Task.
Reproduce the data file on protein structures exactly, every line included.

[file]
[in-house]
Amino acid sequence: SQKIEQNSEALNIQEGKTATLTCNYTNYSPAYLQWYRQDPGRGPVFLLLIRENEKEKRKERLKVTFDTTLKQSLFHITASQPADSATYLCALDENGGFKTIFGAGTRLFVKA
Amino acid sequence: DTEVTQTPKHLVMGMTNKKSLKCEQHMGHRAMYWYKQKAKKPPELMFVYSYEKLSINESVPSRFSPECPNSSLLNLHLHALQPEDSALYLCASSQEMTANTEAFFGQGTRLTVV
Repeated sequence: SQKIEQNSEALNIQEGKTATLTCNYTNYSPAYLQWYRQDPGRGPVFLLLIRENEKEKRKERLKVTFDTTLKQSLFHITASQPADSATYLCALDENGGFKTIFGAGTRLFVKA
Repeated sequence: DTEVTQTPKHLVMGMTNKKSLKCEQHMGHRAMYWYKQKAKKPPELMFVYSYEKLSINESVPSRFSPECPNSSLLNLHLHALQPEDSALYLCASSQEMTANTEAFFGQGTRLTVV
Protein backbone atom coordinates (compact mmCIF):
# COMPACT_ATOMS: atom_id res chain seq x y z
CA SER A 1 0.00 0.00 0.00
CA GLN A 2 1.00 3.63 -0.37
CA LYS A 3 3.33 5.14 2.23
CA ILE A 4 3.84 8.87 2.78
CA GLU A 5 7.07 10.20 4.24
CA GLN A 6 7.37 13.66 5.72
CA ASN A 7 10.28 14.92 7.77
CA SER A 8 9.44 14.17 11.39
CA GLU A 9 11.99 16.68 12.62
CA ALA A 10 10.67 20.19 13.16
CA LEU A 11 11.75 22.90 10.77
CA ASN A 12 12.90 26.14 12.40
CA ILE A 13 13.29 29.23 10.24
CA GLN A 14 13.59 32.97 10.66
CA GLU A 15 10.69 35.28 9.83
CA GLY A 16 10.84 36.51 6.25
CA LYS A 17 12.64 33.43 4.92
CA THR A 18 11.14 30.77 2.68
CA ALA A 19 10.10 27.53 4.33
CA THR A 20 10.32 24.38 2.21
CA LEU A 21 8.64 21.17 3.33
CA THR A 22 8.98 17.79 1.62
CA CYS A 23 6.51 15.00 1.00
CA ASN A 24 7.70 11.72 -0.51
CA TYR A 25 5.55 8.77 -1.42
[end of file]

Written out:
[in-house]
Amino acid sequence: SQKIEQNSEALNIQEGKTATLTCNYTNYSPAYLQWYRQDPGRGPVFLLLIRENEKEKRKERLKVTFDTTLKQSLFHITASQPADSATYLCALDENGGFKTIFGAGTRLFVKA
Amino acid sequence: DTEVTQTPKHLVMGMTNKKSLKCEQHMGHRAMYWYKQKAKKPPELMFVYSYEKLSINESVPSRFSPECPNSSLLNLHLHALQPEDSALYLCASSQEMTANTEAFFGQGTRLTVV
Repeated sequence: SQKIEQNSEALNIQEGKTATLTCNYTNYSPAYLQWYRQDPGRGPVFLLLIRENEKEKRKERLKVTFDTTLKQSLFHITASQPADSATYLCALDENGGFKTIFGAGTRLFVKA
Repeated sequence: DTEVTQTPKHLVMGMTNKKSLKCEQHMGHRAMYWYKQKAKKPPELMFVYSYEKLSINESVPSRFSPECPNSSLLNLHLHALQPEDSALYLCASSQEMTANTEAFFGQGTRLTVV
Protein backbone atom coordinates (compact mmCIF):
# COMPACT_ATOMS: atom_id res chain seq x y z
CA SER A 1 0.00 0.00 0.00
CA GLN A 2 1.00 3.63 -0.37
CA LYS A 3 3.33 5.14 2.23
CA ILE A 4 3.84 8.87 2.78
CA GLU A 5 7.07 10.20 4.24
CA GLN A 6 7.37 13.66 5.72
CA ASN A 7 10.28 14.92 7.77
CA SER A 8 9.44 14.17 11.39
CA GLU A 9 11.99 16.68 12.62
CA ALA A 10 10.67 20.19 13.16
CA LEU A 11 11.75 22.90 10.77
CA ASN A 12 12.90 26.14 12.40
CA ILE A 13 13.29 29.23 10.24
CA GLN A 14 13.59 32.97 10.66
CA GLU A 15 10.69 35.28 9.83
CA GLY A 16 10.84 36.51 6.25
CA LYS A 17 12.64 33.43 4.92
CA THR A 18 11.14 30.77 2.68
CA ALA A 19 10.10 27.53 4.33
CA THR A 20 10.32 24.38 2.21
CA LEU A 21 8.64 21.17 3.33
CA THR A 22 8.98 17.79 1.62
CA CYS A 23 6.51 15.00 1.00
CA ASN A 24 7.70 11.72 -0.51
CA TYR A 25 5.55 8.77 -1.42